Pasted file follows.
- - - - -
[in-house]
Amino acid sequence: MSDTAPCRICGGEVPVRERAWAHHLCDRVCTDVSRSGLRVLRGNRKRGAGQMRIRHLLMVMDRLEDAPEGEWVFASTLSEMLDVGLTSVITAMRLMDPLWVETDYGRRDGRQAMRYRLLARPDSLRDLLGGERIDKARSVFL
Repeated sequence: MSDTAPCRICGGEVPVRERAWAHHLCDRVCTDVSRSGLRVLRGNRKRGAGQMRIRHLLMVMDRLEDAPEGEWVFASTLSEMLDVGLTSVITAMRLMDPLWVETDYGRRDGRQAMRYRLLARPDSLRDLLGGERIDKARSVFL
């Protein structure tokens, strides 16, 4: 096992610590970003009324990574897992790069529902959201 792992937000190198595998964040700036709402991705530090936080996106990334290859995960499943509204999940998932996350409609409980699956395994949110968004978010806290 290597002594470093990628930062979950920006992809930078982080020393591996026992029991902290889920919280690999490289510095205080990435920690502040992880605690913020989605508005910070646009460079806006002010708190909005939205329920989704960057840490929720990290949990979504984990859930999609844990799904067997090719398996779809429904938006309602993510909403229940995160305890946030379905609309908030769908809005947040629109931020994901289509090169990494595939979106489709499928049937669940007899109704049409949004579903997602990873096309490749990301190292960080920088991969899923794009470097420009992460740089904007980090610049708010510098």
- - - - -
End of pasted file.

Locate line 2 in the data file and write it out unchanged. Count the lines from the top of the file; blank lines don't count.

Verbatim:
Amino acid sequence: MSDTAPCRICGGEVPVRERAWAHHLCDRVCTDVSRSGLRVLRGNRKRGAGQMRIRHLLMVMDRLEDAPEGEWVFASTLSEMLDVGLTSVITAMRLMDPLWVETDYGRRDGRQAMRYRLLARPDSLRDLLGGERIDKARSVFL